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Calling it “our junk” would make more sense.

Today is also the 50th anniversary of the opening of the 1964 World’s Fair.  If you don’t think the world has changed much in a half century, watch The Magic Bus, a video about a journey from California to the World’s Fair.

Go back a century . . . 1914 was also the year of opening the Panama Canal, the Cape Cod Canal . . . and more.

OK . . . let’s go back to today.  I got work to do.  Look at this desk junk . . . my desk.  Note the logo on cup and guarded by the feline.

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Let mer see . . . happy see day.

 

Guess the locations here and . . .

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here?  Answers follow.

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This one should be obvious.  What’s the Philly-bound tug?

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It’s Lucky D.

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Here’s Chesapeake Coast, probably North River and then Hudson River bound.

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B. Franklin Reinauer is Sound-bound.

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And some light tugs . . . Elizabeth,

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Joan Turecamo,

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Chesapeake,

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Megan McAllister, 

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. . . Margaret Moran and Pegasus.

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The top two were . . . locations were Chao Phraya River in Bangkok and the Staten Island side of the Narrows, with tug Gulf Dawn outbound.   Click here for some Thai tugs from almost seven years ago.  Thanks much to Ashley Hutto for the first photo.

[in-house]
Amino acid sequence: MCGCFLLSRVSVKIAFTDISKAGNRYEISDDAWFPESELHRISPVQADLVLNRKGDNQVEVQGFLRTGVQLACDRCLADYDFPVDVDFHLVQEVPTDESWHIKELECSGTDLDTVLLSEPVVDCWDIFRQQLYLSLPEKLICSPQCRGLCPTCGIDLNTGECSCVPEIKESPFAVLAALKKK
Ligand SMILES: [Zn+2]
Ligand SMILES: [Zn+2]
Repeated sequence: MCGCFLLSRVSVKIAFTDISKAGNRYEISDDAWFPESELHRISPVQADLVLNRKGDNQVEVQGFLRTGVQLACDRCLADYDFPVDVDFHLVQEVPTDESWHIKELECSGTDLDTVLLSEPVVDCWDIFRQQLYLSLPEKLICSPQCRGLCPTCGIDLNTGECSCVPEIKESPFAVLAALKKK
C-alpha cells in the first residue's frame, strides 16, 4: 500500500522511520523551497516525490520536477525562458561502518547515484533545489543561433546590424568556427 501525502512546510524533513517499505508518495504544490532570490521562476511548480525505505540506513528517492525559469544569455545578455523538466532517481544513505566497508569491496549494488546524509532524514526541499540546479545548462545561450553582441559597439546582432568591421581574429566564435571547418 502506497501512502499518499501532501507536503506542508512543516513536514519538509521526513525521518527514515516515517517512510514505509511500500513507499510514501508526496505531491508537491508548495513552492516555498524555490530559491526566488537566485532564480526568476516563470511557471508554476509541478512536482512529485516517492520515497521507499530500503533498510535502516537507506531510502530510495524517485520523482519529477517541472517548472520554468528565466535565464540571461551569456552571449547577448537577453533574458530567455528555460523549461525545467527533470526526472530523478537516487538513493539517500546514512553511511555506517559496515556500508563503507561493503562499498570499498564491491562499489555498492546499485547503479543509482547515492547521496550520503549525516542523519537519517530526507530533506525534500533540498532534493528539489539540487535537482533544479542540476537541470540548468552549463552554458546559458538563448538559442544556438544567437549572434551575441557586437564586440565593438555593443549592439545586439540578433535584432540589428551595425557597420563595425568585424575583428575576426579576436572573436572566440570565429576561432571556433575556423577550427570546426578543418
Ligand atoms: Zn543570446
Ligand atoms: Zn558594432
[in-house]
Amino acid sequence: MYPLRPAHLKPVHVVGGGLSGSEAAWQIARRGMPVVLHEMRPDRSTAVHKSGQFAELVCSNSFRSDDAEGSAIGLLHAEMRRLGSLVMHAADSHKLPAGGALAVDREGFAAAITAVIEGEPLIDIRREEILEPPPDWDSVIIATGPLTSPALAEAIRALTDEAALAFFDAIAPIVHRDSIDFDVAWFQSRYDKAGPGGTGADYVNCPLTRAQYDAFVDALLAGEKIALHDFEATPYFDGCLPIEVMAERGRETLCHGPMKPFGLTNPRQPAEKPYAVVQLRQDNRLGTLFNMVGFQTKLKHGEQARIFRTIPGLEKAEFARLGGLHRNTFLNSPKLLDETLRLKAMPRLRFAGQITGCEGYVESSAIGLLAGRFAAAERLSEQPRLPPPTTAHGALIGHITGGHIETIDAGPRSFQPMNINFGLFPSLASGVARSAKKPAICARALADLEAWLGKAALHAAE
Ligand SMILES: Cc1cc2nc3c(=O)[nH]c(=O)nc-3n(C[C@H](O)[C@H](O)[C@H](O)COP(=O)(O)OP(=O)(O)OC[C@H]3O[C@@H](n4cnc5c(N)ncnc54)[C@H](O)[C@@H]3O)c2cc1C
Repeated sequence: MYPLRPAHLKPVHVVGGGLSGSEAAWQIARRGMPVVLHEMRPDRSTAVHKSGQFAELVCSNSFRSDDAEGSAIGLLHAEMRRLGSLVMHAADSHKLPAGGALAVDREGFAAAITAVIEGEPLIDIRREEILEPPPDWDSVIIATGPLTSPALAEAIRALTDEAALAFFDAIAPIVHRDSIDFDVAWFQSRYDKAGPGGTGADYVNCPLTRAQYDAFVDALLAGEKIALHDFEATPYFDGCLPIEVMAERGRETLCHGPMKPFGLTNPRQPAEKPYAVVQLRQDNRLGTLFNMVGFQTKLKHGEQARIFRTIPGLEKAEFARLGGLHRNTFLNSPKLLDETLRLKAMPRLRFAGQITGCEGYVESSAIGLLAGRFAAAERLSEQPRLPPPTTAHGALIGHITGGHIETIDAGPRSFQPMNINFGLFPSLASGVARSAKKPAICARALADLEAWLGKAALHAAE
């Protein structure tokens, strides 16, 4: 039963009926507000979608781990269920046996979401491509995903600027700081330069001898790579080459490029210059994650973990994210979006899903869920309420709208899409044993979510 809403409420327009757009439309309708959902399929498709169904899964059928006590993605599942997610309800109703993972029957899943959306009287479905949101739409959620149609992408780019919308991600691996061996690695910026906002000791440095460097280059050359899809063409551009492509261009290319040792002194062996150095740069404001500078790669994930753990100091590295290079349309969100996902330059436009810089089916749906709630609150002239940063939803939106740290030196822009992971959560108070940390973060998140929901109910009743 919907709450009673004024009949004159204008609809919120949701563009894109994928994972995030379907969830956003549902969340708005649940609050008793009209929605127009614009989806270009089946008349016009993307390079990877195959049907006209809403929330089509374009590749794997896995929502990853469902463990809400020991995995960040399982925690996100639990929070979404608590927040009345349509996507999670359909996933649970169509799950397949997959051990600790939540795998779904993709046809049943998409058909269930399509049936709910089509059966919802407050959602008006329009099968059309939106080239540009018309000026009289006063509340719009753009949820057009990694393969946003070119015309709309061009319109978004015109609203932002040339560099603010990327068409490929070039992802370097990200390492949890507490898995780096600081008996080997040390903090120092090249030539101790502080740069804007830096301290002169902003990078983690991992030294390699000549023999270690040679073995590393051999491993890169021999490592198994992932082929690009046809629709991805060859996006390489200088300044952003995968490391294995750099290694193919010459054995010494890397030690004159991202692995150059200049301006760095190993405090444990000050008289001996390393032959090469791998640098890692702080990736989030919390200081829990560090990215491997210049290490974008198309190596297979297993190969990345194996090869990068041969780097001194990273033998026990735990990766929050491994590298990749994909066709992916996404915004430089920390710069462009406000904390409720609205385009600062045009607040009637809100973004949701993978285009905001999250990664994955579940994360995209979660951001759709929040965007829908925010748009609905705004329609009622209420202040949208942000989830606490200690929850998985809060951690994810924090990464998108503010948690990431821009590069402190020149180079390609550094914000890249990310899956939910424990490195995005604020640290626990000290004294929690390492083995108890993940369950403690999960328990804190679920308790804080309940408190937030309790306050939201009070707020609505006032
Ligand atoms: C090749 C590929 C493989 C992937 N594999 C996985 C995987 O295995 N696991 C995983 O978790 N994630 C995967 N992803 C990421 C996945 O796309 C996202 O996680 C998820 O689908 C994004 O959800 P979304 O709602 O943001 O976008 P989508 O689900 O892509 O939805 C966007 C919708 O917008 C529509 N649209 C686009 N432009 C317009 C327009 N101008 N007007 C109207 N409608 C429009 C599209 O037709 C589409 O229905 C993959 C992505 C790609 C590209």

Here was the first time I used this title, which clearly needs to be used again.

Let me start here at 13:38.  Note from far to near, or black hull to black hull . . . Cartagena, Four Sky with Lee T Moran, Red Hook, and Genco Knight.

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Twin Tube slides through the opening between Bow Kiso and Genco Knight.

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Even the bow of Genco Knight is crowded as their vessel prepares to dock and resupply the salt depot.

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Kimberly Turecamo works the bulk carrier’s stern as Evening Star passes with B. No. 250.

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Add McAllister Girls in the foreground and Ellen McAllister in the distance against the blue hull, which will appear a bit later.

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McCrews heads westbound and Four Sky now seems to be doing the same.

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Are you out of breath yet?  Only 10 minutes has elapsed.

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Linehandler 1 cruises blithely through it, supremely self-assured.

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Cheyenne adds color.

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Another line handler boat scouts out the set up . . . as a new blue hull arrives from the west, as

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. .  . does Charles D. McAllister.

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Crew on the blue hull–Nord Observer–stows lines as they head for tropical heat, escorted

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by Catherine Turecamo although

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at the turn on the Con Hook range they meet Mare Pacific heading in with Joan Turecamo and Margaret  Moran.  At this point . . .